Anatomy of an Illness – Reflections on Healing and Regeneration by Norman Cousins
It seemed clear to me that if I was to be that 1 in five hundred I had better be something more than a passive observer.Norman Cousins on Surviving a terminal illness – The Anatomy of an Illness
Norman Cousins is a bestselling author that writes on Illness overcome and the Triumph of the Human Spirit.
Who’s it Written for?
Anyone seeking to understand what people with chronic and terminal illnesses are going through.
I had a fast-growing conviction that a hospital was no place for a person who is seriously ill. The surprising lack of respect for basic sanitation; … The extensive and sometimes promiscuous use of X-ray equipment; the seemingly indiscriminate administration of tranquilizers and powerful painkillers, sometimes more for the convenience of hospital staff in managing patience than for therapeutic needs;The Anatomy of an Illness – Norman Cousins
What’s it about?
It’s about what it says in the title: Reflections on Healing and Regeneration of a chronic illness. When diagnosed with a serious illness that gave him a 1 in 500 chance of survival, Cousins decided to take his health into his own hands. In this experience, he shares critical thoughts about hospitals and the systems we’ve come to accept as normal.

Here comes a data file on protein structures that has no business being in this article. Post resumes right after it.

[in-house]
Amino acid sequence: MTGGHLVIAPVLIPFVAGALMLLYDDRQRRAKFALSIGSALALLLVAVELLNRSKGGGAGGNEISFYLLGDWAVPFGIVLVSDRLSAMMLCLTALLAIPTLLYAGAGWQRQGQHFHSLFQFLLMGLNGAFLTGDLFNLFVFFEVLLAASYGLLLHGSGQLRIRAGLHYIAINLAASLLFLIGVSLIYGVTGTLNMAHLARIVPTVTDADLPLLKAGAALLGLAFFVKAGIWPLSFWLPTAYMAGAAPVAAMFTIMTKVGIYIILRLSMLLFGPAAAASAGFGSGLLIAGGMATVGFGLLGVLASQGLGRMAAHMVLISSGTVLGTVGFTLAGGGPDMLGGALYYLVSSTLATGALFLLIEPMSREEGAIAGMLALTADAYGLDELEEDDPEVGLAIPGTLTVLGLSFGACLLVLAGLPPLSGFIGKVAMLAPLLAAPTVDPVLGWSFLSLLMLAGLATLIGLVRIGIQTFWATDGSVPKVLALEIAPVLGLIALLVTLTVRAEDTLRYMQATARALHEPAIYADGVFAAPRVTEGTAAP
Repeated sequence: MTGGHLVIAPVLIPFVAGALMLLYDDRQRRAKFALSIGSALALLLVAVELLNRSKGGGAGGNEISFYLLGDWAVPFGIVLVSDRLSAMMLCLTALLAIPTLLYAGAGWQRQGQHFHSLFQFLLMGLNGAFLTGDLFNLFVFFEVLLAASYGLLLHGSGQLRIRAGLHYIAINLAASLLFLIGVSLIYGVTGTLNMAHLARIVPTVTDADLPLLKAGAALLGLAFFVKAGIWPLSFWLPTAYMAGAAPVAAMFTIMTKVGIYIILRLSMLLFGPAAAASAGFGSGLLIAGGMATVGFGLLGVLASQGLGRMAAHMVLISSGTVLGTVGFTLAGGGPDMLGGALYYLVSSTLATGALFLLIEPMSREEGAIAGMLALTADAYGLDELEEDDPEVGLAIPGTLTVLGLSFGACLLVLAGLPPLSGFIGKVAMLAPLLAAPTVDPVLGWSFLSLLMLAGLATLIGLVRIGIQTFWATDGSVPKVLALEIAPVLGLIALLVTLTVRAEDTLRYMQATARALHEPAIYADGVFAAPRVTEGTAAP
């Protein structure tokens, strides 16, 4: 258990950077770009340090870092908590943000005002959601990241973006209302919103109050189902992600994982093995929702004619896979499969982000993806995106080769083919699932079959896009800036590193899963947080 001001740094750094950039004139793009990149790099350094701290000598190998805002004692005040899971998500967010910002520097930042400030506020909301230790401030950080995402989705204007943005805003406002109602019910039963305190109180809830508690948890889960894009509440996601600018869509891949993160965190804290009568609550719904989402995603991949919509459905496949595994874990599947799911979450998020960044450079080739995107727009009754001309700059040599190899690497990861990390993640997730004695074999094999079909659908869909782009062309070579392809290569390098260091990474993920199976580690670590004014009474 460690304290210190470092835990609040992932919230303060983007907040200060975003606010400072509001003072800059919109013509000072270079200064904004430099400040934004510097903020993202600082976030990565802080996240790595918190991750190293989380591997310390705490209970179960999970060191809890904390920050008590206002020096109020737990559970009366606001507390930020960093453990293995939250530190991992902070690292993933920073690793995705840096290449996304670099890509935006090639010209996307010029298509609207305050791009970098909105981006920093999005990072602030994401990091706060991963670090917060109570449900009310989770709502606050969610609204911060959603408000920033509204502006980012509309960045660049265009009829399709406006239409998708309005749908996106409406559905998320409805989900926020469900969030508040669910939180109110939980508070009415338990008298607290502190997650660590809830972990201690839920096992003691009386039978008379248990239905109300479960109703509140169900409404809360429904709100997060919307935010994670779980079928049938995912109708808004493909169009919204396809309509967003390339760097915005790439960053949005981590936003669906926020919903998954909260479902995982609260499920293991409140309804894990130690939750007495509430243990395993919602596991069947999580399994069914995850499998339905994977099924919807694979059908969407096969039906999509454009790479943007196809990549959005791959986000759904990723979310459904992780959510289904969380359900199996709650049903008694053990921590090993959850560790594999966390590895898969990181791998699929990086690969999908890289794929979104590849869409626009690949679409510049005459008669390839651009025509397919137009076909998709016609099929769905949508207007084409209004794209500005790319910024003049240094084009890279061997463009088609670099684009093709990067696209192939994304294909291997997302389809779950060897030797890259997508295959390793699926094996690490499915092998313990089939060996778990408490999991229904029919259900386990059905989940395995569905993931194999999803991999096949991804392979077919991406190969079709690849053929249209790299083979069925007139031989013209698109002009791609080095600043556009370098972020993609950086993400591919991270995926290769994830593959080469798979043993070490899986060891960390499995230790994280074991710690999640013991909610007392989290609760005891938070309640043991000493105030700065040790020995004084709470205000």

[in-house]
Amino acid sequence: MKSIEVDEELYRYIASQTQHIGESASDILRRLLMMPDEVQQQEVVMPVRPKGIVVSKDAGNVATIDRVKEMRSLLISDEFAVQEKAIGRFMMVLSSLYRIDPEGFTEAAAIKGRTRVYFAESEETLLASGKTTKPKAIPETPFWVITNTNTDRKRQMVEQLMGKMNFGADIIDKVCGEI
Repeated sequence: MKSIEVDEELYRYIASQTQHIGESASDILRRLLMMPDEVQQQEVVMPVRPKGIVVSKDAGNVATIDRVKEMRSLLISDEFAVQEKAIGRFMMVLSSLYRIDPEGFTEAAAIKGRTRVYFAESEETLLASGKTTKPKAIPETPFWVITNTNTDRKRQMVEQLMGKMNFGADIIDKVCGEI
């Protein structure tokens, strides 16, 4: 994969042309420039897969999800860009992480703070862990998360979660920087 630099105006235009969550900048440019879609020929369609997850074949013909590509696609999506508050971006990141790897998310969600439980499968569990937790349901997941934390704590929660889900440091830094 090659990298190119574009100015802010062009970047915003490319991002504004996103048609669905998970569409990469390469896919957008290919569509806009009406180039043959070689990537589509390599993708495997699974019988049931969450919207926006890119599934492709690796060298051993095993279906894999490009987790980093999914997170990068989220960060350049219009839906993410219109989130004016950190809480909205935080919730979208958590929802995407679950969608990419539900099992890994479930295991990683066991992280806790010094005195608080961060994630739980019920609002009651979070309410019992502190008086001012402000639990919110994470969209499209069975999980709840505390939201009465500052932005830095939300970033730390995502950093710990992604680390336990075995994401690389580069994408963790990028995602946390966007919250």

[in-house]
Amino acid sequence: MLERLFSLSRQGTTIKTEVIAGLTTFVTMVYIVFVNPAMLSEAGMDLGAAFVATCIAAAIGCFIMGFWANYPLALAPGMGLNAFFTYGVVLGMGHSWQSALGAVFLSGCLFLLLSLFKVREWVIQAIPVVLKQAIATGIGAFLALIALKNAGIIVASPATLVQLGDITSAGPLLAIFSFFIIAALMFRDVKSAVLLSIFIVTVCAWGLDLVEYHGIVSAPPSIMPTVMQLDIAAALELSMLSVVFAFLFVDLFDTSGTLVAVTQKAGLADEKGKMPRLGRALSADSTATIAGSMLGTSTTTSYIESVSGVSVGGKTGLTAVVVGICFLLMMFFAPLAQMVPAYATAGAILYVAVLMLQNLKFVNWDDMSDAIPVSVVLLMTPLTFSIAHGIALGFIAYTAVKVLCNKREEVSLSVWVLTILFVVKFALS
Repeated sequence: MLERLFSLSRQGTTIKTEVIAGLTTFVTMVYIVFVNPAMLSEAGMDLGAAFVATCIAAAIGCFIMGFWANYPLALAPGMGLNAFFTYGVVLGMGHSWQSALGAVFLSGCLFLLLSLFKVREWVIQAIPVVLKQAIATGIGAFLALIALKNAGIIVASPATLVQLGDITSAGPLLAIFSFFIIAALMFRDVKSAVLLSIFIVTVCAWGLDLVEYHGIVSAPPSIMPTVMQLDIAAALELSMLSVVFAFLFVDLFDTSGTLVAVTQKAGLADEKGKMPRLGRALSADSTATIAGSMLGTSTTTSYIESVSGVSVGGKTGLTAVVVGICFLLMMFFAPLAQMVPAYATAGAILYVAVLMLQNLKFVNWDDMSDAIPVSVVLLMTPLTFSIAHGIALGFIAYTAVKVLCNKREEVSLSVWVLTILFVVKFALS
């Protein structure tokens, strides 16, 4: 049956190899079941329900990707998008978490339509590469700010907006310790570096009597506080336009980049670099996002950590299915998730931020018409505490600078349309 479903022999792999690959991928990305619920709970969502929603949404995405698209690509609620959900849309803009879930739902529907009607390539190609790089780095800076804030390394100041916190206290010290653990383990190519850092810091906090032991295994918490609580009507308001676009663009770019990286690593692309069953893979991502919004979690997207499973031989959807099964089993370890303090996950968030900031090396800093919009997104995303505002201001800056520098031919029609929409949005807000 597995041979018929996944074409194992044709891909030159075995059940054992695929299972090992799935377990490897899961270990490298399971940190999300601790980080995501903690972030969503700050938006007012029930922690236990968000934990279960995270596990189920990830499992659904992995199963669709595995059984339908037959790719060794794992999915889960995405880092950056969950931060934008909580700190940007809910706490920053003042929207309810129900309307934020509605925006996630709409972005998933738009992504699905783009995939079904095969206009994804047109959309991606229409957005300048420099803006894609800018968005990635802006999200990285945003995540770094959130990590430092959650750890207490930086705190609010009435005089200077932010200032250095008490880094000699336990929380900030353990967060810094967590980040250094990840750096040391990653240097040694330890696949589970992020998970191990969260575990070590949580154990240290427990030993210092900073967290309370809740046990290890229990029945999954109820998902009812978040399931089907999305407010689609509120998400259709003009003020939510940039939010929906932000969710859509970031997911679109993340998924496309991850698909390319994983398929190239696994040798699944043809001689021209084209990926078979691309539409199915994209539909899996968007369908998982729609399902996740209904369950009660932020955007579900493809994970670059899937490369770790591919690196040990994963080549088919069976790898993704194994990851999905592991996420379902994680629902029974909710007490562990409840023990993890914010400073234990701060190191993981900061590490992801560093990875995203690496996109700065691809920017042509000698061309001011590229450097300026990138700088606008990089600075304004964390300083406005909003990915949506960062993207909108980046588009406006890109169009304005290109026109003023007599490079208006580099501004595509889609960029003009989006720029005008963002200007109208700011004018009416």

- The “will to live” plays a crucial role in the healing process.
- Drugs are not always necessary, hence the effectiveness of placebos.
- Pain is not the ultimate enemy.
The Anatomy of an Illness is not for the squeamish. I didn’t go into the field of medicine for many reasons including my inability to stomach blood, among other things. I found some parts a bit hard to read. For example:
Nodules appeared on my body, gravel-like substances under the skin, indicating the systemic nature of the disease. At the low point of my illness, my jaws were almost locked.The Anatomy of an Illness – Norman Cousins
Norman Cousins gets right to the point. The Anatomy of an Illness is informative, concise and a very quick read, I absorbed it in a day.
Cop it or Drop it?
Cop it! If you know absolutely anyone living with a chronic illness, read The Anatomy of an Illness. You know not of empathy, until you read a book written from the perspective of the patient. I hope doctors consider reading this book as well, for the greater good.